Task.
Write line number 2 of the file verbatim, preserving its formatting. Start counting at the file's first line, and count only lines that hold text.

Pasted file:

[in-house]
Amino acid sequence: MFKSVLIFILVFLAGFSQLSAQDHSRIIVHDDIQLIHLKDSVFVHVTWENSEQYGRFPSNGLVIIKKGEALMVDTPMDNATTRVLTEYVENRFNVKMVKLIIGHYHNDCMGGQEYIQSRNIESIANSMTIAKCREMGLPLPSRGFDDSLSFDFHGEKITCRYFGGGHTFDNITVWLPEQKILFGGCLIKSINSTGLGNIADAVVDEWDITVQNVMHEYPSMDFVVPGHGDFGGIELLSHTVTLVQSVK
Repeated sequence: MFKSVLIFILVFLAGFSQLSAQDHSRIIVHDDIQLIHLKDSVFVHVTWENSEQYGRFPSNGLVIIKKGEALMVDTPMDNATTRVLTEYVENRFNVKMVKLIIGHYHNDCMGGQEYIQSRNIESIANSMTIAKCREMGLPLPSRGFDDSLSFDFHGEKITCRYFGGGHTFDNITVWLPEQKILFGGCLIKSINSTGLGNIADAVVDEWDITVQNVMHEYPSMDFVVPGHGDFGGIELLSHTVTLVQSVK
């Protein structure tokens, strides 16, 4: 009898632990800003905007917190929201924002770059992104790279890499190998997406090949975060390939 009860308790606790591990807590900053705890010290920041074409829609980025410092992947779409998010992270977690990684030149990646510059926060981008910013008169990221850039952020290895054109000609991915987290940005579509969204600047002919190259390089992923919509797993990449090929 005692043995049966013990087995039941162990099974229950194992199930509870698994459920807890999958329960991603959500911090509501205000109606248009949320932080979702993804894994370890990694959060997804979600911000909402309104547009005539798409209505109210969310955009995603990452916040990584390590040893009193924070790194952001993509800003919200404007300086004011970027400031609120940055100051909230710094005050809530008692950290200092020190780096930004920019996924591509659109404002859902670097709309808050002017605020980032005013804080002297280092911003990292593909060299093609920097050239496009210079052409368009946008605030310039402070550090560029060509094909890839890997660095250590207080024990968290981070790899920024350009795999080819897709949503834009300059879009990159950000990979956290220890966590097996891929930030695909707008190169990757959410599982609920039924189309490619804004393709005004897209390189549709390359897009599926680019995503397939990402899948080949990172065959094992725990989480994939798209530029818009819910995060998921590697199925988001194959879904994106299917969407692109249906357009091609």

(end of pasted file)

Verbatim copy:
Amino acid sequence: MFKSVLIFILVFLAGFSQLSAQDHSRIIVHDDIQLIHLKDSVFVHVTWENSEQYGRFPSNGLVIIKKGEALMVDTPMDNATTRVLTEYVENRFNVKMVKLIIGHYHNDCMGGQEYIQSRNIESIANSMTIAKCREMGLPLPSRGFDDSLSFDFHGEKITCRYFGGGHTFDNITVWLPEQKILFGGCLIKSINSTGLGNIADAVVDEWDITVQNVMHEYPSMDFVVPGHGDFGGIELLSHTVTLVQSVK